Signing up is a simple affair. You are asked to assign emoticons and colours to the emotions you are feeling. You then choose from a set of goals that you want to achieve – from working better to sleeping better, eating better, overall being more mindful, and more. You can then set reminders and enter what you have done or felt in the categories you have chosen. You can set alarms to remind you.
For the goals you set, the app asks how you are feeling for the day, what you have been up to – all with emoticons to evaluate what you have done for the day. It can be saved as a note. The app gives you your space and does not write you up if you don’t make an entry for the day, and that is a feature I appreciated.
A free trial is of a week-long following which you have to take up a subscription. I prefer not to have to upload my card details for a free trial, but am sure many don’t mind at all.
4. PINKYMIND: For those seeking expert advice
Sometimes, all you need is someone to listen to what you have to say, and this is where PinkyMind delivers. Off the bat, you see the option of Let’s Talk that immediately helps you book a session. The app has a quick evaluation chat – where you can go by a pseudonym if you would like to. The chat did feel a bit bot-like, and I was given four options of counsellors who could help me with my anxiety issues. Experts are available for not just common issues but also specifically for teenagers, sexuality, LGBTQ issues, career counselling, alternate therapy. I particularly liked the inclusion of a category called ‘Listeners’. These are specialists, available to listen to you in multiple languages.
What I appreciated about the app is that it did not take me through a sign-up process to explore it. It gives you the option of accessing it all with an OTP to your phone. The interface is pleasant with animated icons, which to me felt fun and eased the anxiety of trying an app for mental peace.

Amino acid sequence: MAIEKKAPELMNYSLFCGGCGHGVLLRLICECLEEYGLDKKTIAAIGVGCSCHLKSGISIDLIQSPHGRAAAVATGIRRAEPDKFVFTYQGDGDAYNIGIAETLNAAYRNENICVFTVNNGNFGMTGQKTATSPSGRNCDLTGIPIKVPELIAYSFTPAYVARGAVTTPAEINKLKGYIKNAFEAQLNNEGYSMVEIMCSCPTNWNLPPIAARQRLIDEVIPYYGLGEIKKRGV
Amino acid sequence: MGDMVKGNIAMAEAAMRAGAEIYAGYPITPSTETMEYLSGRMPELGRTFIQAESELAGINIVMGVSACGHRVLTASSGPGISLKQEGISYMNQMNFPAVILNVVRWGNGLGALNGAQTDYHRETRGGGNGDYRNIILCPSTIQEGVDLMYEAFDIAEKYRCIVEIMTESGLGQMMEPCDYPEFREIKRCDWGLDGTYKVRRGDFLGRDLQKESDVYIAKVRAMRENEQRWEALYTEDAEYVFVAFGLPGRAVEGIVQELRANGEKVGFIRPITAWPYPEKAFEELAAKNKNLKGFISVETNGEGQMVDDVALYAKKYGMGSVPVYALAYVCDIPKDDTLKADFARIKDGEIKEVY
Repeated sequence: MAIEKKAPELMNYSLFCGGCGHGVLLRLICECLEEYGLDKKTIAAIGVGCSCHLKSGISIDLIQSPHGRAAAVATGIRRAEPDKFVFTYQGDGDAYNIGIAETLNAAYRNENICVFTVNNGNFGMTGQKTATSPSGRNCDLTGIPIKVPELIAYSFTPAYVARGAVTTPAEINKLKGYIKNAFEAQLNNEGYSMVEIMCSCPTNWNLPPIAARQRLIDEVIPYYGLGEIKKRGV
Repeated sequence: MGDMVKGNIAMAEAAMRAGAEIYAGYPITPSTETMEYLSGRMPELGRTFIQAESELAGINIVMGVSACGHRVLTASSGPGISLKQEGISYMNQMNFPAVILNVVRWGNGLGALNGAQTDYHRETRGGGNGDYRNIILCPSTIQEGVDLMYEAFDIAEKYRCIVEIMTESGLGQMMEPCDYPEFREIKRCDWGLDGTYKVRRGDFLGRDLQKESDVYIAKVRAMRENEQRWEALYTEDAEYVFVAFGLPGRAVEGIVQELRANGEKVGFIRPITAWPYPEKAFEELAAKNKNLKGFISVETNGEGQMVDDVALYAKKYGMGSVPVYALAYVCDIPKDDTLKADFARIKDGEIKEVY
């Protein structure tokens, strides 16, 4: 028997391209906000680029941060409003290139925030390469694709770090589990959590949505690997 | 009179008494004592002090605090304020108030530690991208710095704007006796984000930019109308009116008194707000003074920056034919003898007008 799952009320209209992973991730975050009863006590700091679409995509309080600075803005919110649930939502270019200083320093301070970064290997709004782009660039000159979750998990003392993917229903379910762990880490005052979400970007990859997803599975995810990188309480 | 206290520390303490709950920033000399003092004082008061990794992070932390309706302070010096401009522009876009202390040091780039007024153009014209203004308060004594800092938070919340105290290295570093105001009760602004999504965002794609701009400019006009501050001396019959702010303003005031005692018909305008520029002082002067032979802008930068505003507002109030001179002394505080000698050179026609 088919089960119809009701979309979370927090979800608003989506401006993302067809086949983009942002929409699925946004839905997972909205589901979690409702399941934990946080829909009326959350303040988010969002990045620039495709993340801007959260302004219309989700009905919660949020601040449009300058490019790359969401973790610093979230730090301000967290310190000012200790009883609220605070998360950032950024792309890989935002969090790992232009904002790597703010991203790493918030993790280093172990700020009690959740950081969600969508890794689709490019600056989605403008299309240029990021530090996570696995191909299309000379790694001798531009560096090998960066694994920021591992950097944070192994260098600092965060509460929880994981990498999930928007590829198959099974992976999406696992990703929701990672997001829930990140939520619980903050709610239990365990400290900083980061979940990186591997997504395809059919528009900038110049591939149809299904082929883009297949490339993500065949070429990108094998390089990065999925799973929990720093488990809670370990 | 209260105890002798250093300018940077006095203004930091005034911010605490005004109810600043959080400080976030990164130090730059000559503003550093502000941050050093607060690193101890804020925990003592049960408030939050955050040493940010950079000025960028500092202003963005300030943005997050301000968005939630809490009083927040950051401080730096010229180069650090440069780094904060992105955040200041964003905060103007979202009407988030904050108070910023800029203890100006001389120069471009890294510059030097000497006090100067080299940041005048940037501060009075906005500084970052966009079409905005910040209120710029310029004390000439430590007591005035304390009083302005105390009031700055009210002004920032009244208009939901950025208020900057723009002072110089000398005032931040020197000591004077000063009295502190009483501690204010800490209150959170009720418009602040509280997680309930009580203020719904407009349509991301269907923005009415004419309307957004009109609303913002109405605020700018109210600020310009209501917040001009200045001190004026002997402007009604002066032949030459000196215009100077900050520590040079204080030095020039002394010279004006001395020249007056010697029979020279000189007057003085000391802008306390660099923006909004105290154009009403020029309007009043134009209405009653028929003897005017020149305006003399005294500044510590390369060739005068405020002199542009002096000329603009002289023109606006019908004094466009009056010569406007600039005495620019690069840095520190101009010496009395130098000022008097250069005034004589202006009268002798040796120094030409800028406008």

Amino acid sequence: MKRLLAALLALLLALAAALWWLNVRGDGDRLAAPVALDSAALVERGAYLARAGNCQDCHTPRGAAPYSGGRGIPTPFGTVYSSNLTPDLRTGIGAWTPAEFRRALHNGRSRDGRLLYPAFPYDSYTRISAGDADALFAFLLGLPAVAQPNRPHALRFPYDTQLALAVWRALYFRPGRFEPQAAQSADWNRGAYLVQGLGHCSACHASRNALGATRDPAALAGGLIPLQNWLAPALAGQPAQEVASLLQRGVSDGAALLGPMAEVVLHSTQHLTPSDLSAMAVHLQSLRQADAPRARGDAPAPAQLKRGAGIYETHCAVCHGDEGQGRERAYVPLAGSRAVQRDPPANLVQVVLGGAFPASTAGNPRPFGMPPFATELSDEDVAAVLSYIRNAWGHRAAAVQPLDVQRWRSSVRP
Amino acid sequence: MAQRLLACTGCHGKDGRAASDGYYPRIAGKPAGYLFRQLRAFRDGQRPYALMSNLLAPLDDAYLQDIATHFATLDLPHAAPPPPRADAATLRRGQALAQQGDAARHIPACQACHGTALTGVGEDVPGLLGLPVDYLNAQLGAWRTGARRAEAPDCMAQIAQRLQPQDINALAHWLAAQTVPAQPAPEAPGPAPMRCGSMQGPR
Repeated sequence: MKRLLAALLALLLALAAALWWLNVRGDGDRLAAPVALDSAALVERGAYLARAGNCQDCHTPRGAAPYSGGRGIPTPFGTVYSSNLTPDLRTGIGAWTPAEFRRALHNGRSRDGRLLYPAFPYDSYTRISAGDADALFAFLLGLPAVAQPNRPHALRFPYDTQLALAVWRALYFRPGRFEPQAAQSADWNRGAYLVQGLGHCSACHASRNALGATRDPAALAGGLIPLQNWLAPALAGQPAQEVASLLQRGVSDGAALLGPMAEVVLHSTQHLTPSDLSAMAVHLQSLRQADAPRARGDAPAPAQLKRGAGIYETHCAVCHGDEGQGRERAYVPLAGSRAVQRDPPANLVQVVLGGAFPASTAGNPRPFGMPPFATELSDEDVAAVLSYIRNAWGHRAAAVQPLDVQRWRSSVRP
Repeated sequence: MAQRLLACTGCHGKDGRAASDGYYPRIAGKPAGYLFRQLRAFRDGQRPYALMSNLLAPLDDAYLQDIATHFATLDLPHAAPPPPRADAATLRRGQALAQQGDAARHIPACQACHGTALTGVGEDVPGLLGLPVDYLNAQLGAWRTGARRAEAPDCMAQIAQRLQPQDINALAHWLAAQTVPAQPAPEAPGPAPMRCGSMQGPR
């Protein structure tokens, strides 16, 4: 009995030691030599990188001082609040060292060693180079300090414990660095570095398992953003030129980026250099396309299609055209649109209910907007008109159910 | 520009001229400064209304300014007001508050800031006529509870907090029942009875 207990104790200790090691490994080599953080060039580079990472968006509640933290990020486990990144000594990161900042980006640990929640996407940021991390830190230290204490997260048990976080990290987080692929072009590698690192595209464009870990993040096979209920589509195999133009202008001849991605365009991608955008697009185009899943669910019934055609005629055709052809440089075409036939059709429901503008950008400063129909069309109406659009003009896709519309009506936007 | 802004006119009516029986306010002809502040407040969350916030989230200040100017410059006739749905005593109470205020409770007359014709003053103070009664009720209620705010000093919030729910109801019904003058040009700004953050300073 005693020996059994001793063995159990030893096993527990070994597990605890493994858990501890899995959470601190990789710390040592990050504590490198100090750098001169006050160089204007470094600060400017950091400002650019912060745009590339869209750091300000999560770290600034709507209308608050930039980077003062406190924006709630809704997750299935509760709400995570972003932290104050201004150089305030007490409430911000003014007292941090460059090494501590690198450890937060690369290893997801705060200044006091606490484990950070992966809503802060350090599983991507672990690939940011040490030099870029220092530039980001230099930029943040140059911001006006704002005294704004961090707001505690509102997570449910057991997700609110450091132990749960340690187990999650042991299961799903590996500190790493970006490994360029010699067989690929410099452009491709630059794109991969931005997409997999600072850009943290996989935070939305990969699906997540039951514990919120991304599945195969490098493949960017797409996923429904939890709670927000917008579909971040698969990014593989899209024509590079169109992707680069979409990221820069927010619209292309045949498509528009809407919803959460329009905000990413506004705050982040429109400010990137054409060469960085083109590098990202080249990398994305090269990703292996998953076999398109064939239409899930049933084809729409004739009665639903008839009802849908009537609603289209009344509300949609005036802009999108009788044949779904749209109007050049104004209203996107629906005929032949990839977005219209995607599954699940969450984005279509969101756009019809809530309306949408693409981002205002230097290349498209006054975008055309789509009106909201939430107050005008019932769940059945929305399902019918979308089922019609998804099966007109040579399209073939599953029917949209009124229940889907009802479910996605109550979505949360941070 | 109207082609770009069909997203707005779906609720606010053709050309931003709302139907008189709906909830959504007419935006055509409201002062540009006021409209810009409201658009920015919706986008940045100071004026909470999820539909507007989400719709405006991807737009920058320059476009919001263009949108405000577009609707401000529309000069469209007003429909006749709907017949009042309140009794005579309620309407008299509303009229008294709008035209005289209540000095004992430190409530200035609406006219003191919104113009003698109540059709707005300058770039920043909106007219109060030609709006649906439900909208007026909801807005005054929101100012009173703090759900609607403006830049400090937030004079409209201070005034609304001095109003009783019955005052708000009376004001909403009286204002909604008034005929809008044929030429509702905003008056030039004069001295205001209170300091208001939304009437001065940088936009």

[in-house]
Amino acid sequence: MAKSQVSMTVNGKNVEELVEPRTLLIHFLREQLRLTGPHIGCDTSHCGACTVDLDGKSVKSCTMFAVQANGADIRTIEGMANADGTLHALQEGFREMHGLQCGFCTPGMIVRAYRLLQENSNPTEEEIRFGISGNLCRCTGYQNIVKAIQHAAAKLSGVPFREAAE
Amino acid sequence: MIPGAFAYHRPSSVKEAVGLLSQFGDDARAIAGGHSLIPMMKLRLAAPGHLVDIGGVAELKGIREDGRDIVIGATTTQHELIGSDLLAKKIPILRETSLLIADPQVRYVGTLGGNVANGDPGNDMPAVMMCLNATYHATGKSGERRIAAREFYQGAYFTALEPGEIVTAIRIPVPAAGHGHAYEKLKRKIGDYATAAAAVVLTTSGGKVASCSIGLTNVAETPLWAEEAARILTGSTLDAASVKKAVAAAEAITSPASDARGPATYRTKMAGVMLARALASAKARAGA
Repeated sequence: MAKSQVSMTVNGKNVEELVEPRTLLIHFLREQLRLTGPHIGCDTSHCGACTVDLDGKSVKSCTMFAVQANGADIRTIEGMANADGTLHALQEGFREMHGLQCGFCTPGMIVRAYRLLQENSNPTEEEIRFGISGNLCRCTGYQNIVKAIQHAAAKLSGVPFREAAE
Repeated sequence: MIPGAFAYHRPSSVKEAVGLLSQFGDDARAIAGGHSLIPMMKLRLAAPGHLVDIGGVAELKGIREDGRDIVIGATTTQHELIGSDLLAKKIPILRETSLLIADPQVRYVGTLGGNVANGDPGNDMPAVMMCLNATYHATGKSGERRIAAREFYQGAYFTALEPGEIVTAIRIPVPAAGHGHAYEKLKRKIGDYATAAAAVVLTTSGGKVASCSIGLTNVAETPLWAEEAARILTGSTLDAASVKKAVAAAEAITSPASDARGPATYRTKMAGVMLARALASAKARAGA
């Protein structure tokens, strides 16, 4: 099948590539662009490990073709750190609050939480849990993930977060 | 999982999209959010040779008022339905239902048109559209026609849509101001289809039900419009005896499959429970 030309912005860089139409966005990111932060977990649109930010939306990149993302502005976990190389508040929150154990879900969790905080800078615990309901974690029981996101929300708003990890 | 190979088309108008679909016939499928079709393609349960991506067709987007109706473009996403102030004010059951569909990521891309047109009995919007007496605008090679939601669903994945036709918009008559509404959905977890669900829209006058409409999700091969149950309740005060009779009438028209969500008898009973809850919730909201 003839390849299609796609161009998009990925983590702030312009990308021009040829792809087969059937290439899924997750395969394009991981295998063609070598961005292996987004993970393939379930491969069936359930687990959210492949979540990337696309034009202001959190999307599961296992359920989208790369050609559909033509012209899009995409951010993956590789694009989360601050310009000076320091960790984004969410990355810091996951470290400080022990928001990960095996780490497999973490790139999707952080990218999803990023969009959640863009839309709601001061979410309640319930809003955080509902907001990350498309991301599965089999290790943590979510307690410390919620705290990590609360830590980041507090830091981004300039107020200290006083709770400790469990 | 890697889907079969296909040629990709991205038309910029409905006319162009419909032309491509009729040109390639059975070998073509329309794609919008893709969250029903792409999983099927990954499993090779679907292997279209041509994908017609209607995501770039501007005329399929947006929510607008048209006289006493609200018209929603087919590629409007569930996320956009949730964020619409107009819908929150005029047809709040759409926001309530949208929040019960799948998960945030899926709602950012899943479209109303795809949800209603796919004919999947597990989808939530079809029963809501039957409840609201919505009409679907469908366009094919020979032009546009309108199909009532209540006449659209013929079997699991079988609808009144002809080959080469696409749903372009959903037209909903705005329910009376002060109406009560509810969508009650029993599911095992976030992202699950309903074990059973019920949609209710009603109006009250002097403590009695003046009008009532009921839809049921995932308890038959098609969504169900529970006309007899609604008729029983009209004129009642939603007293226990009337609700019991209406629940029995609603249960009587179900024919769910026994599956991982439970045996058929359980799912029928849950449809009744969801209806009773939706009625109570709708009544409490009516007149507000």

The app offers a tracker to help you record your progress. Anonymity is assured, and the website says that it will return your money if unsatisfied.
The app is currently only available on Playstore
5. MIND.FIT FROM CURE.FIT: For those who want to sleep better
Logging into the Cure.fit app is a simple process. You can start with a 14-day trial, which is always a great option to have when trying out a mental health app. A single log-in also gives you access to other services from Cure.fit. Mental health packages and sessions are curated around stress, relationships, sleep, self-improvement, focus, anxiety, and depression.
I looked through the pre-recorded mindfulness library and thoroughly liked the Sleep Stories segment. The narrator has an Indian accent (a huge plus for me), calming diction, and the overall impact is that of soothing the nerves. Certainly helped with the sleep factor as well. There are several packs available that you can download and do offline, another plus. ‘Saying Yes to Life’ is one I chose to try out, and it had sessions for relationships, embracing opportunities, and getting out of your comfort zone.
Each session for an average of 15 minutes. For those of you who appreciate a good session of yoga, several sessions, categorised from beginners to advanced levels are available. It’s nice to see that the app has kept with the need of the hour with their session Emotional Health in Global Crisis. It provides simple insights and practices for these tough times. You can also book yourself for one on one counselling sessions with experts available through the app.
This article first appeared on Lifestyle Asia India